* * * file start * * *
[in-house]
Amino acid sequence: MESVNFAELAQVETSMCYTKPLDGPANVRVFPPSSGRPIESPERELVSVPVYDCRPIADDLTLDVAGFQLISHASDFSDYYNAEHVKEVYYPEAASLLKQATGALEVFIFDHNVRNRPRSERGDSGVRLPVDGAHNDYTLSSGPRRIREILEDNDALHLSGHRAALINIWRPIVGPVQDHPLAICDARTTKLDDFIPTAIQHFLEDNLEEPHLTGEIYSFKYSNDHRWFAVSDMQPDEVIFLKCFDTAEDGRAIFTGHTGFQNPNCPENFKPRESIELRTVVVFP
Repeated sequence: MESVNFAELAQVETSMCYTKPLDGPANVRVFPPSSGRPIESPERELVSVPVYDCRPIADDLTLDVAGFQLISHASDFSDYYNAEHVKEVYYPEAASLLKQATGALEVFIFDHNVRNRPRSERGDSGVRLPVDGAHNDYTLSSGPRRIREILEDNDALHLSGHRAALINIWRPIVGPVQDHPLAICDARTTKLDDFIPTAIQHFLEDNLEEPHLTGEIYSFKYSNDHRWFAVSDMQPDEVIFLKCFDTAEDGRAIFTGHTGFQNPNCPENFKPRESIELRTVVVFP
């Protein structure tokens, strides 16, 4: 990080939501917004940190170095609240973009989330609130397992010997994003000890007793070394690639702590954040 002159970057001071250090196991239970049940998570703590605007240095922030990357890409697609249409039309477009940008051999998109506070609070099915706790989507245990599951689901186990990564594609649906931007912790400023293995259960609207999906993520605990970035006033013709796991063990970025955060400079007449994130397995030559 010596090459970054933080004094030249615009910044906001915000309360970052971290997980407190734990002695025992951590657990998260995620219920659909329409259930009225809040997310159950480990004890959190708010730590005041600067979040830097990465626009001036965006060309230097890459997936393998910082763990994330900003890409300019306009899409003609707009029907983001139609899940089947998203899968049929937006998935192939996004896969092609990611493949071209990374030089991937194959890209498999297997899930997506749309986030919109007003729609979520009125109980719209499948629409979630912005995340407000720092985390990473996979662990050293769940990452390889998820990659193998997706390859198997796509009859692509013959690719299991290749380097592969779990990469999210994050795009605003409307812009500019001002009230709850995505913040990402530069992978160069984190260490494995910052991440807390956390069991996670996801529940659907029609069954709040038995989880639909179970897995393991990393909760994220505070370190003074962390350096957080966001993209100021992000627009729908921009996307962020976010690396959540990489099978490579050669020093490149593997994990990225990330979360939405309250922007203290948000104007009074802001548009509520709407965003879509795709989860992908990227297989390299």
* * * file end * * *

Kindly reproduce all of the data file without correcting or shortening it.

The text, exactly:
[in-house]
Amino acid sequence: MESVNFAELAQVETSMCYTKPLDGPANVRVFPPSSGRPIESPERELVSVPVYDCRPIADDLTLDVAGFQLISHASDFSDYYNAEHVKEVYYPEAASLLKQATGALEVFIFDHNVRNRPRSERGDSGVRLPVDGAHNDYTLSSGPRRIREILEDNDALHLSGHRAALINIWRPIVGPVQDHPLAICDARTTKLDDFIPTAIQHFLEDNLEEPHLTGEIYSFKYSNDHRWFAVSDMQPDEVIFLKCFDTAEDGRAIFTGHTGFQNPNCPENFKPRESIELRTVVVFP
Repeated sequence: MESVNFAELAQVETSMCYTKPLDGPANVRVFPPSSGRPIESPERELVSVPVYDCRPIADDLTLDVAGFQLISHASDFSDYYNAEHVKEVYYPEAASLLKQATGALEVFIFDHNVRNRPRSERGDSGVRLPVDGAHNDYTLSSGPRRIREILEDNDALHLSGHRAALINIWRPIVGPVQDHPLAICDARTTKLDDFIPTAIQHFLEDNLEEPHLTGEIYSFKYSNDHRWFAVSDMQPDEVIFLKCFDTAEDGRAIFTGHTGFQNPNCPENFKPRESIELRTVVVFP
């Protein structure tokens, strides 16, 4: 990080939501917004940190170095609240973009989330609130397992010997994003000890007793070394690639702590954040 002159970057001071250090196991239970049940998570703590605007240095922030990357890409697609249409039309477009940008051999998109506070609070099915706790989507245990599951689901186990990564594609649906931007912790400023293995259960609207999906993520605990970035006033013709796991063990970025955060400079007449994130397995030559 010596090459970054933080004094030249615009910044906001915000309360970052971290997980407190734990002695025992951590657990998260995620219920659909329409259930009225809040997310159950480990004890959190708010730590005041600067979040830097990465626009001036965006060309230097890459997936393998910082763990994330900003890409300019306009899409003609707009029907983001139609899940089947998203899968049929937006998935192939996004896969092609990611493949071209990374030089991937194959890209498999297997899930997506749309986030919109007003729609979520009125109980719209499948629409979630912005995340407000720092985390990473996979662990050293769940990452390889998820990659193998997706390859198997796509009859692509013959690719299991290749380097592969779990990469999210994050795009605003409307812009500019001002009230709850995505913040990402530069992978160069984190260490494995910052991440807390956390069991996670996801529940659907029609069954709040038995989880639909179970897995393991990393909760994220505070370190003074962390350096957080966001993209100021992000627009729908921009996307962020976010690396959540990489099978490579050669020093490149593997994990990225990330979360939405309250922007203290948000104007009074802001548009509520709407965003879509795709989860992908990227297989390299």